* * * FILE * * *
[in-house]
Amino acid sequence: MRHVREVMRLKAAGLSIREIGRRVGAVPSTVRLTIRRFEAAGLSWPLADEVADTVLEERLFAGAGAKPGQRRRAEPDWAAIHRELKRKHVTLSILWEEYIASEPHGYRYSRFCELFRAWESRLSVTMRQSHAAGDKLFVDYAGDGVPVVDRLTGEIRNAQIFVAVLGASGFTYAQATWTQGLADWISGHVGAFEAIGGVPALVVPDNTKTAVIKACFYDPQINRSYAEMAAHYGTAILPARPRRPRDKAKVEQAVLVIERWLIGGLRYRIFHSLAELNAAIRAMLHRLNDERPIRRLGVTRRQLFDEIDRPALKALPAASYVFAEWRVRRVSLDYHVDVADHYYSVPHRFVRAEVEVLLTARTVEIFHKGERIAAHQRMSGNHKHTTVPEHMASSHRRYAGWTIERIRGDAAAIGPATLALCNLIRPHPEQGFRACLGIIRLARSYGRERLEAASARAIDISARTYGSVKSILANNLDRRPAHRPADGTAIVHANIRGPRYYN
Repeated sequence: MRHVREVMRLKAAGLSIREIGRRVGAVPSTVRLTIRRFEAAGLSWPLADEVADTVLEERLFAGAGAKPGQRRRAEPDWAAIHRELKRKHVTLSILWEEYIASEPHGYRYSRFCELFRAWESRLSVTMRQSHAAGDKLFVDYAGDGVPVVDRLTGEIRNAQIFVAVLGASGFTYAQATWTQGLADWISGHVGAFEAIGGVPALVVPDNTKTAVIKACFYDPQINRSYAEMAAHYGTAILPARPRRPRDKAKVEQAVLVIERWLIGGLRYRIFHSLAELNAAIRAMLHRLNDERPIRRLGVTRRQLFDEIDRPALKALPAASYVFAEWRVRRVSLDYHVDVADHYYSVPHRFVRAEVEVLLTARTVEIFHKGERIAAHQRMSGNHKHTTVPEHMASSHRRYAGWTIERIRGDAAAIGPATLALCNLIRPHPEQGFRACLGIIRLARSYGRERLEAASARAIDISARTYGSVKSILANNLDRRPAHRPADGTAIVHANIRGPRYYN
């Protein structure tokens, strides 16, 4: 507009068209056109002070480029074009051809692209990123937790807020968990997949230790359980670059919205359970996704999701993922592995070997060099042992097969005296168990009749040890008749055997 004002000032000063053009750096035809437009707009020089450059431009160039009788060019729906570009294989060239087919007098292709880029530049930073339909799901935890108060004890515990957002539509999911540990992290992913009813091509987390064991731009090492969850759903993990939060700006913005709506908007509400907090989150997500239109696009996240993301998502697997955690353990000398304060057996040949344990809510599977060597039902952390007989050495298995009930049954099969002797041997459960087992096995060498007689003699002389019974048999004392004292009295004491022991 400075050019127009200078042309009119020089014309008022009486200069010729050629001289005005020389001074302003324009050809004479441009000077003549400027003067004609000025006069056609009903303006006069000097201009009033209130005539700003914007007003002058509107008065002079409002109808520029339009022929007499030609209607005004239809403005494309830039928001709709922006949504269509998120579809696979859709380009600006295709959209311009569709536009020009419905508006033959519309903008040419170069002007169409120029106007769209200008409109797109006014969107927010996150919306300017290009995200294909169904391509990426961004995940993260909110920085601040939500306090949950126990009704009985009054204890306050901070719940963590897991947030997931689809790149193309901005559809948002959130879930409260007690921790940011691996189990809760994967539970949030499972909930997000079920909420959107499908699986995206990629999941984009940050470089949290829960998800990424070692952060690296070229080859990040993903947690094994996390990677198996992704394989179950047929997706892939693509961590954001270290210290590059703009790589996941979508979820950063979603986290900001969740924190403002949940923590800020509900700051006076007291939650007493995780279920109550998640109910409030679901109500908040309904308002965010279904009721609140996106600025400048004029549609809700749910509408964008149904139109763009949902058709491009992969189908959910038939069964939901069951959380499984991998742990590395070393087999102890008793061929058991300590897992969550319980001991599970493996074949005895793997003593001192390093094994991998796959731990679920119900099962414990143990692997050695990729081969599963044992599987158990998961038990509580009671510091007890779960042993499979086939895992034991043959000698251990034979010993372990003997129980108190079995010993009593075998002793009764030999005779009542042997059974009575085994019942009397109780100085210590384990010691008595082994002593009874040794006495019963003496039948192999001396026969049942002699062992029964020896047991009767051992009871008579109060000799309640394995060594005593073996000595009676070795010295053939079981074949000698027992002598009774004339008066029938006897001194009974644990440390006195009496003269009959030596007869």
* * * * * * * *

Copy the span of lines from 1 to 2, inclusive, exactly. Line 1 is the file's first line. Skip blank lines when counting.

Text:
[in-house]
Amino acid sequence: MRHVREVMRLKAAGLSIREIGRRVGAVPSTVRLTIRRFEAAGLSWPLADEVADTVLEERLFAGAGAKPGQRRRAEPDWAAIHRELKRKHVTLSILWEEYIASEPHGYRYSRFCELFRAWESRLSVTMRQSHAAGDKLFVDYAGDGVPVVDRLTGEIRNAQIFVAVLGASGFTYAQATWTQGLADWISGHVGAFEAIGGVPALVVPDNTKTAVIKACFYDPQINRSYAEMAAHYGTAILPARPRRPRDKAKVEQAVLVIERWLIGGLRYRIFHSLAELNAAIRAMLHRLNDERPIRRLGVTRRQLFDEIDRPALKALPAASYVFAEWRVRRVSLDYHVDVADHYYSVPHRFVRAEVEVLLTARTVEIFHKGERIAAHQRMSGNHKHTTVPEHMASSHRRYAGWTIERIRGDAAAIGPATLALCNLIRPHPEQGFRACLGIIRLARSYGRERLEAASARAIDISARTYGSVKSILANNLDRRPAHRPADGTAIVHANIRGPRYYN